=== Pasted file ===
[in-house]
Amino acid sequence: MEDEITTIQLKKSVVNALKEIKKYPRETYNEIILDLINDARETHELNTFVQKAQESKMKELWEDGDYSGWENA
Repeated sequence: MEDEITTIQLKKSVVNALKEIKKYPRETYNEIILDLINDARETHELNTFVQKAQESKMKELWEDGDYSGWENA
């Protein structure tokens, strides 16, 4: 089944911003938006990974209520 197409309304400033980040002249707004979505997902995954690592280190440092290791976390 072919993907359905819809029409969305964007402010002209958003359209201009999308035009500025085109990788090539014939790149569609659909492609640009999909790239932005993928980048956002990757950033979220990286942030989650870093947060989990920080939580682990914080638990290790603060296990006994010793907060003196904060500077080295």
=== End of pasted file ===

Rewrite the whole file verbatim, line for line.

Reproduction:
[in-house]
Amino acid sequence: MEDEITTIQLKKSVVNALKEIKKYPRETYNEIILDLINDARETHELNTFVQKAQESKMKELWEDGDYSGWENA
Repeated sequence: MEDEITTIQLKKSVVNALKEIKKYPRETYNEIILDLINDARETHELNTFVQKAQESKMKELWEDGDYSGWENA
């Protein structure tokens, strides 16, 4: 089944911003938006990974209520 197409309304400033980040002249707004979505997902995954690592280190440092290791976390 072919993907359905819809029409969305964007402010002209958003359209201009999308035009500025085109990788090539014939790149569609659909492609640009999909790239932005993928980048956002990757950033979220990286942030989650870093947060989990920080939580682990914080638990290790603060296990006994010793907060003196904060500077080295």